Gore: 2020 election ‘completely different’ than 2000

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Former Vice President Al Gore argued Thursday that the 2020 White House race is “completely different” than the election in 2000 — when he ended his own Democratic presidential bid amid disputes over delayed results and a protracted legal battle.

“First of all, this is a completely different election from the one 20 years ago,” Gore said in an interview on NBC News, noting that Democratic presidential nominee Joe Biden “has multiple pathways to secure his victory” over President Donald Trump.

“The most important principle that I defended 20 years ago, that Joe Biden and many others are defending tonight is: Let’s count every legally cast vote and obey the will of the American people,” Gore said.

Gore, like 2016 Democratic presidential nominee Hillary Clinton, won the popular vote in 2000 but ultimately lost the election after a five-week clash with Republican presidential nominee George W. Bush over which candidate had received Florida’s 25 electoral votes.

The political crisis came to a conclusion at the Supreme Court, where the justices decided that the Florida Supreme Court’s ruling requiring a statewide recount of ballots was unconstitutional. Gore conceded the race the next day and later presided over a joint session of Congress that certified Bush as the winner.

“I don’t remember there being any good legal recourse left,” Gore said Thursday of his formal withdrawal from the race, adding that “there is no intermediate step between a final Supreme Court decision and violent revolution.”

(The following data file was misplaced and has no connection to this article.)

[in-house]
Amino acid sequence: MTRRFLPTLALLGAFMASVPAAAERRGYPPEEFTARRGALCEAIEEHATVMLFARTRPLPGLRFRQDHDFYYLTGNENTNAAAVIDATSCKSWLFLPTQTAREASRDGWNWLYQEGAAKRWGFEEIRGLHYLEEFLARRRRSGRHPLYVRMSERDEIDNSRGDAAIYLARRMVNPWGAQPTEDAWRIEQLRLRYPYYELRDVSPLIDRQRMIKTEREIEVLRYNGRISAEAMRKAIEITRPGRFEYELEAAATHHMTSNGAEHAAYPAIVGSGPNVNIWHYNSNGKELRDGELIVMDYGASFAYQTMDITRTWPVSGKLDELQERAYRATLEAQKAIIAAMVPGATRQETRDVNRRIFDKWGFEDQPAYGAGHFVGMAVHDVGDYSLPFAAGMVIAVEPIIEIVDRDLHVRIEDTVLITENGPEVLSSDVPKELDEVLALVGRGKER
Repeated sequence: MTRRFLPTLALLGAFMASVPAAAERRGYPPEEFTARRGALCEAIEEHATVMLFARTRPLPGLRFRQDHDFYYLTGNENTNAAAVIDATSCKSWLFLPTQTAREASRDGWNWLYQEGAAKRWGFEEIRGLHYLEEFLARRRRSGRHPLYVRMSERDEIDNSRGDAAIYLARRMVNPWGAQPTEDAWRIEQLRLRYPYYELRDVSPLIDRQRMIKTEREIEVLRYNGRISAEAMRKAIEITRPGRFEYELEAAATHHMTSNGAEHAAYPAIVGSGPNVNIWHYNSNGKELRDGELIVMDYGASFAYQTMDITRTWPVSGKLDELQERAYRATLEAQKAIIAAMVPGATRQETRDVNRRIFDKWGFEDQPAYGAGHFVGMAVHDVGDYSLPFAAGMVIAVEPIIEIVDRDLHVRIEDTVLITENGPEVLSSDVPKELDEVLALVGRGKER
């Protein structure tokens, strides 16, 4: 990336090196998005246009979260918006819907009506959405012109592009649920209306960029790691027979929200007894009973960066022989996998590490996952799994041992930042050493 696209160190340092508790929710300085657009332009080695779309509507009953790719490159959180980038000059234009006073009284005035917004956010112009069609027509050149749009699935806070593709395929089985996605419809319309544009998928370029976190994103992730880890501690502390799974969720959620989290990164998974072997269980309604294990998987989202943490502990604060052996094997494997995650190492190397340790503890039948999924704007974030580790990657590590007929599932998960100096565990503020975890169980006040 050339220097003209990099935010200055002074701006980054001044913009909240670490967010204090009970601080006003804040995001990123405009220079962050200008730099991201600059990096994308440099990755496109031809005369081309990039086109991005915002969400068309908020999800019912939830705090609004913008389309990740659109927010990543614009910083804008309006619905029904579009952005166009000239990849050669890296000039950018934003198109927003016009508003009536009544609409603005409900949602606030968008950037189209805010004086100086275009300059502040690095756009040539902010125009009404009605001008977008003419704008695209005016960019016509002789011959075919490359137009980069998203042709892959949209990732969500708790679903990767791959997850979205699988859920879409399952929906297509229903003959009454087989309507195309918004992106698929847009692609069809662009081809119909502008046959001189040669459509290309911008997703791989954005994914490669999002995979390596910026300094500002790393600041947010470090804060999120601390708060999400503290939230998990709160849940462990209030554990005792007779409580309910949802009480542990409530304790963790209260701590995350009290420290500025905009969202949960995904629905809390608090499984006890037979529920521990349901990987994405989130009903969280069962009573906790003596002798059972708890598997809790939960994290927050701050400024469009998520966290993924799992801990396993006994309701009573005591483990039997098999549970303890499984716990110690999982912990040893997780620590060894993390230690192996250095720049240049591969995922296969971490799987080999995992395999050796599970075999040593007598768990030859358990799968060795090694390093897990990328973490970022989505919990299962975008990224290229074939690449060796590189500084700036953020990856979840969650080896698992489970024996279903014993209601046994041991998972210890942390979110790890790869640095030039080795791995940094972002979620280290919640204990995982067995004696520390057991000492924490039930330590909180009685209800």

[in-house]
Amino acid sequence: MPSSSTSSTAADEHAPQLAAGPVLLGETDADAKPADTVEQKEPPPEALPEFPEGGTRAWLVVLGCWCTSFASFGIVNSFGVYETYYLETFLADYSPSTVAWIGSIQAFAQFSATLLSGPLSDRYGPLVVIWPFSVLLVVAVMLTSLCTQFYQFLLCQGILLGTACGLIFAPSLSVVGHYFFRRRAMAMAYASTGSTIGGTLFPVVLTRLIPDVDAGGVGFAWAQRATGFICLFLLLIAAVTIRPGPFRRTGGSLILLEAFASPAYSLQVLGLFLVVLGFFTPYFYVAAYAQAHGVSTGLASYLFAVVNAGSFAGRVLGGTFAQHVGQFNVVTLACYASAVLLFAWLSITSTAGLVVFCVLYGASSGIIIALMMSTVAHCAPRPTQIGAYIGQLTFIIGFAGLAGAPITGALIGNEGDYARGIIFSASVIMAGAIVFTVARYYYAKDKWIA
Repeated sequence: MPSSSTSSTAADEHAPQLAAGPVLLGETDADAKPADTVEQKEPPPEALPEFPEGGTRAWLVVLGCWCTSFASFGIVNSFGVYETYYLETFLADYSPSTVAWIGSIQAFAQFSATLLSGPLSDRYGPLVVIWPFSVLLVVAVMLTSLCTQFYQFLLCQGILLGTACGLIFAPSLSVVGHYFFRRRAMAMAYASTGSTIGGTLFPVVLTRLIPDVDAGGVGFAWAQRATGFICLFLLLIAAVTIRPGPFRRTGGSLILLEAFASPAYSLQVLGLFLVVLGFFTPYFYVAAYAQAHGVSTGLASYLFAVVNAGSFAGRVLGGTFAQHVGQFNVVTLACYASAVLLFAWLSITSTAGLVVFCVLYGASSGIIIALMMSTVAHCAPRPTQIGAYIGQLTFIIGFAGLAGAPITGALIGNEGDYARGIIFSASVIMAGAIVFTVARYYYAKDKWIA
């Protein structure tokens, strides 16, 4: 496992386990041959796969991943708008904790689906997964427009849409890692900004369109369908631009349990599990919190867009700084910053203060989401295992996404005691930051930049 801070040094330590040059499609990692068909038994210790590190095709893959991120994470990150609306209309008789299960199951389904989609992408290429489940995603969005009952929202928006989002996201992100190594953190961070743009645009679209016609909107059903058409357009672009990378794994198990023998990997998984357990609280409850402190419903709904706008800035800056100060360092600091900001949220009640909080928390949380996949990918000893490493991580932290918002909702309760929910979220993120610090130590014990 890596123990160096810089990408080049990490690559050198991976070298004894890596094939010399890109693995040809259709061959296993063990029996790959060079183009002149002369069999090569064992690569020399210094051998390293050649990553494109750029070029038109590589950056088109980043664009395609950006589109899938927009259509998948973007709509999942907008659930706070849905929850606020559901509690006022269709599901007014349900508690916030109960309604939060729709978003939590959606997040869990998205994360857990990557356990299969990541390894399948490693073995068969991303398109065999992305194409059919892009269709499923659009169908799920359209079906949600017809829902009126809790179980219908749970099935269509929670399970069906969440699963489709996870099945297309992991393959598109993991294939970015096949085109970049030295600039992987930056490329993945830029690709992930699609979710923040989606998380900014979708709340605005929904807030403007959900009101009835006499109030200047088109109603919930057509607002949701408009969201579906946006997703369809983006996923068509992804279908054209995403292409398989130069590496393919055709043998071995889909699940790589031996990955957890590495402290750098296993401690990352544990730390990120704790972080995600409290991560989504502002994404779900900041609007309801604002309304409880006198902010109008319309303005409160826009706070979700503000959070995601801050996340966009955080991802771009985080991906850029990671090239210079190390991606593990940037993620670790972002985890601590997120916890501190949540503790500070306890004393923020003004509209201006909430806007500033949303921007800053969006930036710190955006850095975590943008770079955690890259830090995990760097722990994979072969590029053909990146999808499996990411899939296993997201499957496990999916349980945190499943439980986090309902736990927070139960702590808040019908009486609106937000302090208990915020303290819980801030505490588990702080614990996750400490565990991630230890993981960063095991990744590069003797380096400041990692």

“The Supreme Court interprets the laws. They issued an opinion,” Gore said. “And to run the risk of violence in the streets without any change in the outcome seemed to me to be not in the best interests of the country.”

While Florida alone determined the outcome of the 2000 election, Biden now maintains several pathways to reaching 270 electoral votes. Winning any one of three unsettled battlegrounds — Georgia, Nevada and Pennsylvania — would deliver him the presidency, while Trump must run the table in all three states to be reelected.

Trump has repeated his false claims this week that the election is being stolen from him through the counting of legitimate mail-in ballots, attacking America’s electoral system on social media and in a pair of White House speeches.

Addressing the president’s recent rhetoric, Gore said Thursday that no one should be “dishonoring the mandate of the American people” as votes continue to be counted.

“There is something majestic about listening to the will of the American people and then respecting the will of the American people when their decision is fairly tabulated and announced,” he said.

“We’re on the verge of that moment. And I would urge all Americans, including especially those who might be tempted to follow the direction that Donald Trump pointed in … to reject that approach and focus [on] what is most important. And that is the best interests of the United States of America.”

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